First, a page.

Middle-east Arab News Opinion | Asharq Al-awsat

Will Sunnis and Shiites go to war? - ASHARQ AL-AWSAT English Archive
Select Page

They fought in the past and they can easily fight again when extremists on both sides believe the appropriate time has come for mobilizing their people. Such a state is common amongst different sects and ethnicities all over the world. Such a state has always allowed geography, history and extremism to merge in such a negative way.

The continuous battle in Iraq does not call for strong criticism because until now, it resembles other political endeavors around the world, where competition and political activity can take place through an electoral system that is fair and protected by the support of the international community. Thus, competition even if it is cloaked by sectarianism, has not yet gone out of its accepted frame and its political limits and will only become dangerous when it does so.

Unfortunately, democracy in developing countries reveals the worst of its qualities as it provides opportunities for dispute and terror rather than the electoral system, the intention of which is to present the best opportunities to all competitors and serve society. Iraq is simply like any other major country in the world. It is filled with historic and contemporary differences and it is inevitable that these differences between competitors and between the electoral programs will come to the fore. Despite the differences that are sometimes expressed violently, they do remain politically valid. The fear is not that some candidates would call on the support of people in elections based on their sectarian identity but rather that competitors would dispute the results of the elections, continue their battle, ultimately making sectarian violence part of the everyday lives of Iraqis. Regrettably, Iraq’s current political process seems to be following this path and will continue to do so unless people focus on serving the interests of society as a whole rather than focusing on the differences within society.

Shiites, who represent the majority, should be keen to protect democracy as numerically speaking they are stronger whereas Sunnis and other minorities, despite their expected losses in the elections, would have no other choice but to participate in the political electoral process. Accordingly, it is in the interest of all parties to follow democracy on their path towards achieving peace, as the interests of all parties are included in democracy. Why would anyone reject this simple assumption? I say that some believe that Iraq should be settled politically based on sectarianism or geography. Over the past one hundred years, we have learnt the hard way that in politics there is no better solution than civil peace protected by peaceful political institutions. This peaceful political frame would guarantee common interests in such a diverse society and major country, furthermore indicating a prosperous future if only stability was to be provided. Violating the rules of democracy is hazardous for all parties. There are numerous examples that we could cite including that of Yugoslavia. Yugoslavia had seceded into two states and then again into various divisions; Serbia, Croatia, Slovenia, Macedonia, Bosnia and Herzegovina. These were further divided into two main states; Serbia and Montenegro. These states had split on the pretext of combating communism, and later used religion as another reason for war. It divided again and went to war again.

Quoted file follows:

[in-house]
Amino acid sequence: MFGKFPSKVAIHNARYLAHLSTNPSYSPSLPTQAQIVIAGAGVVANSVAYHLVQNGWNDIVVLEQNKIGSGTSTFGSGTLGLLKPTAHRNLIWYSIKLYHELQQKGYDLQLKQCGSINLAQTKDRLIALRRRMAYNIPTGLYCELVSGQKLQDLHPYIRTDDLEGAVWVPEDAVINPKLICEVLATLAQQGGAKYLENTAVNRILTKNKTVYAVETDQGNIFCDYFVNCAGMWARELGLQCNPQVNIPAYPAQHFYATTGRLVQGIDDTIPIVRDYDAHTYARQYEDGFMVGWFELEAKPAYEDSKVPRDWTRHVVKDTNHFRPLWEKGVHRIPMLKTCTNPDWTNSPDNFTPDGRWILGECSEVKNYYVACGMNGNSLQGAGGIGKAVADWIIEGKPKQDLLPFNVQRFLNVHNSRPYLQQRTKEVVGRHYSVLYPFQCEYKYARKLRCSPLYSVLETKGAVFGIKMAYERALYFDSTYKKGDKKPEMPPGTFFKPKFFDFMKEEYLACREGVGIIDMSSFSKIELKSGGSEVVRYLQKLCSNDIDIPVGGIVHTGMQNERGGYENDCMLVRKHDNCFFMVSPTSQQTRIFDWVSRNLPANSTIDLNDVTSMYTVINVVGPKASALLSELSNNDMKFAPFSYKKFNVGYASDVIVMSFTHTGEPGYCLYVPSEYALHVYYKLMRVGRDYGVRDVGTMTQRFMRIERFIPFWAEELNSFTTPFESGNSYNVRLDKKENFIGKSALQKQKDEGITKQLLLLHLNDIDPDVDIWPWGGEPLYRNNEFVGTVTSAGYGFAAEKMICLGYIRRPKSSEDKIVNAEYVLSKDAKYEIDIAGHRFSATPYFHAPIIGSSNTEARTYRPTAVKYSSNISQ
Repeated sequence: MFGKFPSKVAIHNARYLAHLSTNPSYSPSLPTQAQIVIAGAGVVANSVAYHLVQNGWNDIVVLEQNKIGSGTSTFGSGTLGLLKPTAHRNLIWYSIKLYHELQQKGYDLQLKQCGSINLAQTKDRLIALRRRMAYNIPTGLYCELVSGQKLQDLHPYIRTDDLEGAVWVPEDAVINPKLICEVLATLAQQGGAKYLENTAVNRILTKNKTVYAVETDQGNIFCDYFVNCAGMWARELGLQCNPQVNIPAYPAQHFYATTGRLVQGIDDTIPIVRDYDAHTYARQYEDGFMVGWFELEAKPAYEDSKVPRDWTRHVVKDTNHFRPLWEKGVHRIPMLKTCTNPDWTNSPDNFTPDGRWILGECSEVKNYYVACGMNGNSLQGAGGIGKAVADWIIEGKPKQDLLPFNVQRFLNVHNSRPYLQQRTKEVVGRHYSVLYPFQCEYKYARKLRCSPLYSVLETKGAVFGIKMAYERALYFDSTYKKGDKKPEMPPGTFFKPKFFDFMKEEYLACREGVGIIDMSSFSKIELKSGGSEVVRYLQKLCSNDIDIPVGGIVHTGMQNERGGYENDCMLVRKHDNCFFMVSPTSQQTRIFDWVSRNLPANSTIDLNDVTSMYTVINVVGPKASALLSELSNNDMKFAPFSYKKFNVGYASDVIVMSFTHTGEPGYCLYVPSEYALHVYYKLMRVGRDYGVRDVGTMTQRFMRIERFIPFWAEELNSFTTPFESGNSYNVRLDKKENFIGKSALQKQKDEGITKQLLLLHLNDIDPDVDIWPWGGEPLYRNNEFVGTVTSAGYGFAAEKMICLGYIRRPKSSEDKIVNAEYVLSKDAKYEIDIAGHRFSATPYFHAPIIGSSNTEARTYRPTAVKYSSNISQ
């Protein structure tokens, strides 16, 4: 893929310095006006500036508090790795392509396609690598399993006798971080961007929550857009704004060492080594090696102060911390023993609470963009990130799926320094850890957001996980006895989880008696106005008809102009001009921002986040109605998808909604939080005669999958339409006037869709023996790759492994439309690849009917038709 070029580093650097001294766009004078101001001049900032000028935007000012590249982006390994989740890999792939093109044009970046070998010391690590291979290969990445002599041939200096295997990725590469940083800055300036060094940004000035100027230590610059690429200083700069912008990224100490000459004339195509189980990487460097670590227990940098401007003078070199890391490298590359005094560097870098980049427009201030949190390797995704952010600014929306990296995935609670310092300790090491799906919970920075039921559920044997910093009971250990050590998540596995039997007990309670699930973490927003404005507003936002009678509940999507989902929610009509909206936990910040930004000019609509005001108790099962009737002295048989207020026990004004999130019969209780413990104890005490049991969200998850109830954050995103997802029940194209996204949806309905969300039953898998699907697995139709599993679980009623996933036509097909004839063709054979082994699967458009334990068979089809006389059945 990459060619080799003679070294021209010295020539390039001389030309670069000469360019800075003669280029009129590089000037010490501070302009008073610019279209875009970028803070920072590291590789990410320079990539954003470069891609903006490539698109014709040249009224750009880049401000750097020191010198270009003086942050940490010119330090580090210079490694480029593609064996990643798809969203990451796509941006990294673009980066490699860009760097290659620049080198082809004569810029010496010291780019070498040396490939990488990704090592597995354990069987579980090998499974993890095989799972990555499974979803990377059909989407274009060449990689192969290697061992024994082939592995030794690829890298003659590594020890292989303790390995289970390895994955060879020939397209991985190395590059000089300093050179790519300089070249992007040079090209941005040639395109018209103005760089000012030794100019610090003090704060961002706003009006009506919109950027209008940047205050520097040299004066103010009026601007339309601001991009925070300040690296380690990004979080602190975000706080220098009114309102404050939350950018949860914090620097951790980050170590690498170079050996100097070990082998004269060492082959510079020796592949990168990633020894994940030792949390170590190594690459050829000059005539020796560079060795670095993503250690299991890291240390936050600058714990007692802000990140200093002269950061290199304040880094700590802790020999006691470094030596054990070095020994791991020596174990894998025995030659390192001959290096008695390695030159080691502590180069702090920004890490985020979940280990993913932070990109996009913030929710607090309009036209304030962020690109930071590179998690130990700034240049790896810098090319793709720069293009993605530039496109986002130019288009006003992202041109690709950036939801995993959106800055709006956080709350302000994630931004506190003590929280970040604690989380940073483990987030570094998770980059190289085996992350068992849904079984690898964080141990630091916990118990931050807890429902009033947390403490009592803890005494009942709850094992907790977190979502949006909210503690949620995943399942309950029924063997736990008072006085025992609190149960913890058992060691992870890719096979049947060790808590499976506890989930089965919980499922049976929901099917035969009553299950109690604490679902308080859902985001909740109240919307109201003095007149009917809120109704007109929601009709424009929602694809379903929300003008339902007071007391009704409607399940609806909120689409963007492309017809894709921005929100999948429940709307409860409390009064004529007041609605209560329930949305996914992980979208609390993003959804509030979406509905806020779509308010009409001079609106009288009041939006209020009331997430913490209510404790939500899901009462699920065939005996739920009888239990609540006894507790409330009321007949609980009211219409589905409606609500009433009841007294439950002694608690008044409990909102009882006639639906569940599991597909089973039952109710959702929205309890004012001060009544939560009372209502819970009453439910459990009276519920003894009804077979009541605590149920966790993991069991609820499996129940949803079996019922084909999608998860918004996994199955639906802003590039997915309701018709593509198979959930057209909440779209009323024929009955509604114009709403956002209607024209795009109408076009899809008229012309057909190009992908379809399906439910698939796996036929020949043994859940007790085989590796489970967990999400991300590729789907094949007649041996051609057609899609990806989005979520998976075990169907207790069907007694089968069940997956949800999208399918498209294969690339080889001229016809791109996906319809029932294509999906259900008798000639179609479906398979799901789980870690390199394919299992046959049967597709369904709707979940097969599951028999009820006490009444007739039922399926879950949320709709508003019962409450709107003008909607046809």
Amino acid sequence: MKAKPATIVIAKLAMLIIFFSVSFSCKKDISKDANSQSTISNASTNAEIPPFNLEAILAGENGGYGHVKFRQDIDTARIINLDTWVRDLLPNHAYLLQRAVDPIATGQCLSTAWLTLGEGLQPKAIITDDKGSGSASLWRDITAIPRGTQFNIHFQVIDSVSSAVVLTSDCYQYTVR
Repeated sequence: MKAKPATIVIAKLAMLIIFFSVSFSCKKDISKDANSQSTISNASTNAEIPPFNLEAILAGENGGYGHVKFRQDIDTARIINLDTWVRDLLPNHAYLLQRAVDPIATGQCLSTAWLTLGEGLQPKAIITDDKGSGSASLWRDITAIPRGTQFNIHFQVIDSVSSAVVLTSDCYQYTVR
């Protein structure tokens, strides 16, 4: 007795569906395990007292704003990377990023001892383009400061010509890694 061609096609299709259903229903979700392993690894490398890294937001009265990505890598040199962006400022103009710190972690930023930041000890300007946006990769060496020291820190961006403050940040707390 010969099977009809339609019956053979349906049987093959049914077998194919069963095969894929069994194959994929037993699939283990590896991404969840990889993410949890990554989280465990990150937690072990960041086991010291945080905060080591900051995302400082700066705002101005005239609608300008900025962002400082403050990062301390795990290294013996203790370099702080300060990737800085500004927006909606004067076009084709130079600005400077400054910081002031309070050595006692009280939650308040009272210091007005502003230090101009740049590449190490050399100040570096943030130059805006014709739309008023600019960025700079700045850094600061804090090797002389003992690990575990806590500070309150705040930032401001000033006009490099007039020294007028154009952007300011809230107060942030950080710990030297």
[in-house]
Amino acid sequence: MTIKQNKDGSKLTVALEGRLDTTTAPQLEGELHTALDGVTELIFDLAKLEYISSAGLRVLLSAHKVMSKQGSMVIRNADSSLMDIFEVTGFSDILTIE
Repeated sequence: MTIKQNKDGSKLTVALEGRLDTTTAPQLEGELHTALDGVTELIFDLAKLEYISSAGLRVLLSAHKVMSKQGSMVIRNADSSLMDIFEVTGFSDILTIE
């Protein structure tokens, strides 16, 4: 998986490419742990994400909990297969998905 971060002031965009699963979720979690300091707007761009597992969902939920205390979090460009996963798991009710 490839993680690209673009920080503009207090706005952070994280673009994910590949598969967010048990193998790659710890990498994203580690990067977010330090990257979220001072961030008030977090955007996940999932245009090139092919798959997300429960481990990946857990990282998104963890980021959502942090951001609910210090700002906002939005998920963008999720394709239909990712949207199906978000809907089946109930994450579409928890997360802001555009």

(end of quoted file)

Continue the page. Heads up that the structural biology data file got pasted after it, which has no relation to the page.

The Shiites and Sunnis of Iraq could either collectively build a great country, or they could tear it into pieces. If exploited by opportunists for their personal interests and ambitions, those very differences that are common between sects and religions could result in one great disaster.

Abdulrahman Al-Rashed

Abdulrahman Al-Rashed

Abdulrahman Al-Rashed is the former general manager of Al-Arabiya television. He is also the former editor-in-chief of Asharq Al-Awsat, and the leading Arabic weekly magazine Al-Majalla. He is also a senior columnist in the daily newspapers Al-Madina and Al-Bilad. He has a US post-graduate degree in mass communications, and has been a guest on many TV current affairs programs. He is currently based in Dubai.

More Posts